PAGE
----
Plagued by imprecision, Giacamo Sanfilippo’s “Conjugal Friendship” underscores much of what is missing in Christian conversations about same-sex relationships.
Arguing that “Holy Tradition possesses in germinal form everything necessary to articulate, thoughtfully and cautiously, an Orthodox theology and spirituality of what we now call same-sex love” Sanfilippo presents Pavel Florensky‘s friendship with Sergei Troitsky as such an example. Rooted in Aristotle and Plato, David and Jonathan, Christ and John, through monasticism to the rite of brother-making (echoing Boswell here), Sanfilippo argues that the “nuptial language and playfully homo-romantic emblem” with which Florensky describes his relations are “all the more remarkable if we consider that Florensky was a married priest and father of his first child.”
No, no it is not remarkable in the least.
The feminist in me finds this argument bizarrely ignorant of history. That a man might find ultimate satisfaction with another man while also married to a woman and the parent of a child is not remarkable. It is utterly, horribly, typical.
Same-sex theorizing rooted in Plato and Aristotle ought to recall that the beautiful satisfaction of male-male relationships (sexual or not) stood in direct contrast to the typically dissatisfying relationships with (supposedly) intellectually and ethically inferior females that were required for societal stability. Tying Aristotle and Plato to David and Jonathan does not help: David was married to multiple women whom he won as trophies and then spurned when they no longer served his purposes. Seriously, his relationship with Bathsheba was not his only problem. Elevating these figures may be popular among gay men, but women, and particularly lesbian women, are not amused.
Sanfillipo’s dismissal of the sexism deeply embedded in some of the relationships he idealizes (they are not merely androcentric as he claims) as “conjugal friendships” is heightened by his central argument: that we ought to replace “same-sex unions” with the theological term “conjugal friendship.” The latter term:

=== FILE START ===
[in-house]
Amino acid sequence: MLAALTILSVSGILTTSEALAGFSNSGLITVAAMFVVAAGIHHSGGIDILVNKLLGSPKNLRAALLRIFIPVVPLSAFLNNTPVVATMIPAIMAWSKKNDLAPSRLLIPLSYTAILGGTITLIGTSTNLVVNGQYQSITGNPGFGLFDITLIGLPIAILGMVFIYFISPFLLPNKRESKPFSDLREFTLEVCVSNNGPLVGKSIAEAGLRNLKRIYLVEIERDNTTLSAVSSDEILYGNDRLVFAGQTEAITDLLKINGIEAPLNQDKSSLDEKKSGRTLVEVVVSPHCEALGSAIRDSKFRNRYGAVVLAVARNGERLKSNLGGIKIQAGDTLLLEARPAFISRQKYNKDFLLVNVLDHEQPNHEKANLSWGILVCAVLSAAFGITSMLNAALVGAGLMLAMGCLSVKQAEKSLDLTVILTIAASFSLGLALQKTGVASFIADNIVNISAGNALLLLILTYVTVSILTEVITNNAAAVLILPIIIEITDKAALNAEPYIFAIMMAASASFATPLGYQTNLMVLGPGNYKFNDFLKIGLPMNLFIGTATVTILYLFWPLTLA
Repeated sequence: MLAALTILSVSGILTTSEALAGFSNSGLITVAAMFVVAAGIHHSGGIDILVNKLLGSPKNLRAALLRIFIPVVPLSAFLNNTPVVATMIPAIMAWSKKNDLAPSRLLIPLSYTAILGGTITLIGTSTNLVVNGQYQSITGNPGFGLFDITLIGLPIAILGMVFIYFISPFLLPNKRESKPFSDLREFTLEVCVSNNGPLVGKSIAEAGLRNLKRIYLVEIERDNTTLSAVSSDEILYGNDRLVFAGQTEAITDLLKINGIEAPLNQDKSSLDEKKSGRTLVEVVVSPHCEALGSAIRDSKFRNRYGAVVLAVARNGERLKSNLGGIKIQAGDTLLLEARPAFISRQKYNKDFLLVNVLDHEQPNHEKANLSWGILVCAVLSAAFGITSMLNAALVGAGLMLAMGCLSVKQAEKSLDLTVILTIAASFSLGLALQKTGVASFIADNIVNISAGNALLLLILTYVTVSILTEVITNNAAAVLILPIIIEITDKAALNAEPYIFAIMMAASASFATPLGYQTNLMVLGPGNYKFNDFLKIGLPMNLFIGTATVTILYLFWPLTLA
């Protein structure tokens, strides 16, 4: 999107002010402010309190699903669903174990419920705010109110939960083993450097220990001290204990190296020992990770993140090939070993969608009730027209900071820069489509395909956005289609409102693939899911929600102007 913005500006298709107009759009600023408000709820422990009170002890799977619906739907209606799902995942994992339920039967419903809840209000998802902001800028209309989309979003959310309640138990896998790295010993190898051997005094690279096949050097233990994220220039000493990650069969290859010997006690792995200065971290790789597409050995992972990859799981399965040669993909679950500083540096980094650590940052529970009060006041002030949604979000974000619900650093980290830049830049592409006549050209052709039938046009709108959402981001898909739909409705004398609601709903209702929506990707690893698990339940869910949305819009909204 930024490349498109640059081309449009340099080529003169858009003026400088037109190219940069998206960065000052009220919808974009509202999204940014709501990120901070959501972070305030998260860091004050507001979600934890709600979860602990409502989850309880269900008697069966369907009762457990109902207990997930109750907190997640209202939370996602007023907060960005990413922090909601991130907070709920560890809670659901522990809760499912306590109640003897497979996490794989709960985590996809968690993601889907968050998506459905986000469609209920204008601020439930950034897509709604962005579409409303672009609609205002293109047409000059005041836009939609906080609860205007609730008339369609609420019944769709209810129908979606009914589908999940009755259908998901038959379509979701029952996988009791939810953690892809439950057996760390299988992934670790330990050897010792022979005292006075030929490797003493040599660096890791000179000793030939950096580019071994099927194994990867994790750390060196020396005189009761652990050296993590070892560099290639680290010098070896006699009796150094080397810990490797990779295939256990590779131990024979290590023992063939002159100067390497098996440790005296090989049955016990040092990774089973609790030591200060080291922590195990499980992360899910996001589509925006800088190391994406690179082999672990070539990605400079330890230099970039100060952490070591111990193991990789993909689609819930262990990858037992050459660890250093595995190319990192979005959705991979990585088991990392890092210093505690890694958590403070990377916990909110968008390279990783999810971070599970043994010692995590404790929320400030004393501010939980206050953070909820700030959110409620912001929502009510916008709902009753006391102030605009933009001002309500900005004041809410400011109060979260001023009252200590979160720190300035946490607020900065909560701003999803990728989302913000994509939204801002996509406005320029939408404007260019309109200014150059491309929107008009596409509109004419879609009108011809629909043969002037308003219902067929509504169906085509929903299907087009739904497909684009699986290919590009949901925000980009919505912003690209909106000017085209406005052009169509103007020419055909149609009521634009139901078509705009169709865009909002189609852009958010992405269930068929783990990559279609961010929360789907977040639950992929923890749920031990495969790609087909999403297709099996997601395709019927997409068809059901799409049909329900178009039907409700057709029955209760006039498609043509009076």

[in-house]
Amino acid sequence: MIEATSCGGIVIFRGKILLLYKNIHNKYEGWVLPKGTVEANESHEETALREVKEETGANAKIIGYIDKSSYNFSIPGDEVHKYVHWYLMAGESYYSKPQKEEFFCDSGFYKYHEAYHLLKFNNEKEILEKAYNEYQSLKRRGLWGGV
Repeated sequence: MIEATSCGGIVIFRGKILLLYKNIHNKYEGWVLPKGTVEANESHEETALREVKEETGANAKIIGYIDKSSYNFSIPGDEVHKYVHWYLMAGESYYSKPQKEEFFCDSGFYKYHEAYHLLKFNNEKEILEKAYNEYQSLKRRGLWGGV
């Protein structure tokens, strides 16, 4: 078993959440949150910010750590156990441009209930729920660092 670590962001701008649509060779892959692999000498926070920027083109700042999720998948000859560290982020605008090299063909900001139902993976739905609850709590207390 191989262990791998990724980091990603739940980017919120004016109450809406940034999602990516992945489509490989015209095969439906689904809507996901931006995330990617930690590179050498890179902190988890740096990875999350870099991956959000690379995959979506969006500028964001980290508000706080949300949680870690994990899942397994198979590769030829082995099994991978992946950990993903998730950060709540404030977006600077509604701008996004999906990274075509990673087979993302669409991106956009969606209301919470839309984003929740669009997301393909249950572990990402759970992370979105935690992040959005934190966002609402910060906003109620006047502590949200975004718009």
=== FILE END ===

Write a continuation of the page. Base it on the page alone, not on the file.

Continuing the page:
allays any ambiguity concerning the kind of friendship that Florensky [and presumably, we] envisions as an exclusive union between two men, differing from marriage in no way except for procreation. It harks back to the original meaning of the Latin *conjugalis* as co-yoked, of which the Greek equivalent, σύζυγος (syzygos), applies to a range of male partnerships.
No, no it does not allay such ambiguity. It encourages it.
First, from the perspective of 20th-century marriage, these men are not co-yoked, they are idealized intellectual discussion partners who conveniently have someone else to care for their needs. None of the relationships cited indicate a life shared together, one of day-to-day care-taking, decision-making, mutual interest (and boredom), and work that is central to marriage as we understand it (though perhaps monastics are an exception to my exception).
Second, and this directly follows from the first, how exactly do these relationships differ from marriage “in no way except for procreation”? What exactly does that even mean? Is “procreation” here a circumlocution for “having sex”? Is Sanfillipo arguing for same-sex friendships that do not involve sex? If so, how exactly is this a contribution to the conversation?
Technically speaking, two persons of the same sex living together but not having sex are not in any way a problem according to the Orthodox “Holy Tradition” which is Sanfillipo’s framework. However, in reality, celibate couples who also identify as non-heterosexual are run out of traditionalist churches which claim obedience to “Holy Tradition” all the time. Technically, this behavior is also a violation of “Holy Tradition.” But the fear that the faithful might see something good in same-sex relationships means that such relationships must not be seen at all, so “Holy Tradition” gets trumped. But that isn’t actually my point.
The “problem” with same-sex relationships is precisely around the question of sex (by which I mean sexual activity or intimacy, not our biology): Can sexual intimacy between two persons of the same sex and/or gender be a ‘good’?
Sanfillipo avoids the dilemma by suggesting that postmodernity can restore our sight with the more enlightened question: “Can two persons of the same gender form a bond in which ‘the two become one?’” In other words, focus on the “bond” not the sex.
I agree with Sanfillipo that two same-sexed/gendered persons can indeed form a close, intimate bond that shares all the typical characteristic of marriage except sexual intercourse. I also think that such relationships need acknowledgment in a society that bases so many social goods (tax breaks, health insurance) on married relationships.
But the problem that gets us all in a tizzy isn’t the possibility of the bond, but whether sex can enhance that bond even if it is not biologically generative of tiny humans (yes, I do like Grey’s Anatomy). David Dunn is fascinated by the question of whether “sexual desire and pleasure [can] be experienced as a kind of ecstasy in divine eros?” but offers the anemic conclusion that “for Gregory of Nyssa it is a necessary evil while for Augustine sex is a disordered good.” In both cases, sex is never an unmitigated good.